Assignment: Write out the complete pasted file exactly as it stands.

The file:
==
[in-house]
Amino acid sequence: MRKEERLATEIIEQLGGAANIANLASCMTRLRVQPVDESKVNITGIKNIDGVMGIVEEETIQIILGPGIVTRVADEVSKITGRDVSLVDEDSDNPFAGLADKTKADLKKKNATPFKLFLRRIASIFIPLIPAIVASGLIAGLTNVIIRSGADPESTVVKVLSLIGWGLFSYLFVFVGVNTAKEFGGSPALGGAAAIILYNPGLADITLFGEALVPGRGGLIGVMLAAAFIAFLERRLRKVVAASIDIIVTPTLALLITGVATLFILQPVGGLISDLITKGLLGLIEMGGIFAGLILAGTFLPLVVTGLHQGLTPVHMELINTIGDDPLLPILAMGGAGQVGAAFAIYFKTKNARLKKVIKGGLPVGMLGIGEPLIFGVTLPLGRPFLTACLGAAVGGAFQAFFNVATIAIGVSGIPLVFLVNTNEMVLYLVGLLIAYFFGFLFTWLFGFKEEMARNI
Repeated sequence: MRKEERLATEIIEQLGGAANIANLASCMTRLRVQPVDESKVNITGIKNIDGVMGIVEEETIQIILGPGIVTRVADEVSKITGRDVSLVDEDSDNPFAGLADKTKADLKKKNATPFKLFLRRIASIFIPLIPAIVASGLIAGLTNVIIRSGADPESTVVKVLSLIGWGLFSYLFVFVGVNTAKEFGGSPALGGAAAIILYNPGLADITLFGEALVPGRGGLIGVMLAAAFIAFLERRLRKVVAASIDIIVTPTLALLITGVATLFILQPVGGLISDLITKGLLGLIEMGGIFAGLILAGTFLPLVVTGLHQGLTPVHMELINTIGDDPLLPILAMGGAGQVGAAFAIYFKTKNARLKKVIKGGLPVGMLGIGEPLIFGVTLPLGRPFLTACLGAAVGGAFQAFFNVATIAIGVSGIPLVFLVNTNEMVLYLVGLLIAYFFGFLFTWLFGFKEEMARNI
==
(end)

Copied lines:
[in-house]
Amino acid sequence: MRKEERLATEIIEQLGGAANIANLASCMTRLRVQPVDESKVNITGIKNIDGVMGIVEEETIQIILGPGIVTRVADEVSKITGRDVSLVDEDSDNPFAGLADKTKADLKKKNATPFKLFLRRIASIFIPLIPAIVASGLIAGLTNVIIRSGADPESTVVKVLSLIGWGLFSYLFVFVGVNTAKEFGGSPALGGAAAIILYNPGLADITLFGEALVPGRGGLIGVMLAAAFIAFLERRLRKVVAASIDIIVTPTLALLITGVATLFILQPVGGLISDLITKGLLGLIEMGGIFAGLILAGTFLPLVVTGLHQGLTPVHMELINTIGDDPLLPILAMGGAGQVGAAFAIYFKTKNARLKKVIKGGLPVGMLGIGEPLIFGVTLPLGRPFLTACLGAAVGGAFQAFFNVATIAIGVSGIPLVFLVNTNEMVLYLVGLLIAYFFGFLFTWLFGFKEEMARNI
Repeated sequence: MRKEERLATEIIEQLGGAANIANLASCMTRLRVQPVDESKVNITGIKNIDGVMGIVEEETIQIILGPGIVTRVADEVSKITGRDVSLVDEDSDNPFAGLADKTKADLKKKNATPFKLFLRRIASIFIPLIPAIVASGLIAGLTNVIIRSGADPESTVVKVLSLIGWGLFSYLFVFVGVNTAKEFGGSPALGGAAAIILYNPGLADITLFGEALVPGRGGLIGVMLAAAFIAFLERRLRKVVAASIDIIVTPTLALLITGVATLFILQPVGGLISDLITKGLLGLIEMGGIFAGLILAGTFLPLVVTGLHQGLTPVHMELINTIGDDPLLPILAMGGAGQVGAAFAIYFKTKNARLKKVIKGGLPVGMLGIGEPLIFGVTLPLGRPFLTACLGAAVGGAFQAFFNVATIAIGVSGIPLVFLVNTNEMVLYLVGLLIAYFFGFLFTWLFGFKEEMARNI